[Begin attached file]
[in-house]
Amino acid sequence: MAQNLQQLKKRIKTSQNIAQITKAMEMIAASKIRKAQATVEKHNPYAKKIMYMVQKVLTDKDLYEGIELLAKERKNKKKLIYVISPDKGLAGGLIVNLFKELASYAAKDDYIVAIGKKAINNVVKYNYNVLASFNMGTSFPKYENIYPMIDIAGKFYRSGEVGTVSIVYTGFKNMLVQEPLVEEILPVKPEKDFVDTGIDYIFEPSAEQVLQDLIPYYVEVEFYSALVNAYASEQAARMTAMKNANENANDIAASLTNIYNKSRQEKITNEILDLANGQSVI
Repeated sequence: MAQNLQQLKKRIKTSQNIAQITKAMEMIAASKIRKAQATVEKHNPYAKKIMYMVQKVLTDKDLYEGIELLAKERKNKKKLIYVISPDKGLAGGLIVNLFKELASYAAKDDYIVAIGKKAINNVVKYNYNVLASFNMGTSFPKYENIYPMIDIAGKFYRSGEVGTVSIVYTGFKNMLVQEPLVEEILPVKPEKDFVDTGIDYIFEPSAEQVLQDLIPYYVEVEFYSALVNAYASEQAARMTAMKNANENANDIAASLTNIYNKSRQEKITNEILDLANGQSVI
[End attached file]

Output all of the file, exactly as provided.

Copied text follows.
[in-house]
Amino acid sequence: MAQNLQQLKKRIKTSQNIAQITKAMEMIAASKIRKAQATVEKHNPYAKKIMYMVQKVLTDKDLYEGIELLAKERKNKKKLIYVISPDKGLAGGLIVNLFKELASYAAKDDYIVAIGKKAINNVVKYNYNVLASFNMGTSFPKYENIYPMIDIAGKFYRSGEVGTVSIVYTGFKNMLVQEPLVEEILPVKPEKDFVDTGIDYIFEPSAEQVLQDLIPYYVEVEFYSALVNAYASEQAARMTAMKNANENANDIAASLTNIYNKSRQEKITNEILDLANGQSVI
Repeated sequence: MAQNLQQLKKRIKTSQNIAQITKAMEMIAASKIRKAQATVEKHNPYAKKIMYMVQKVLTDKDLYEGIELLAKERKNKKKLIYVISPDKGLAGGLIVNLFKELASYAAKDDYIVAIGKKAINNVVKYNYNVLASFNMGTSFPKYENIYPMIDIAGKFYRSGEVGTVSIVYTGFKNMLVQEPLVEEILPVKPEKDFVDTGIDYIFEPSAEQVLQDLIPYYVEVEFYSALVNAYASEQAARMTAMKNANENANDIAASLTNIYNKSRQEKITNEILDLANGQSVI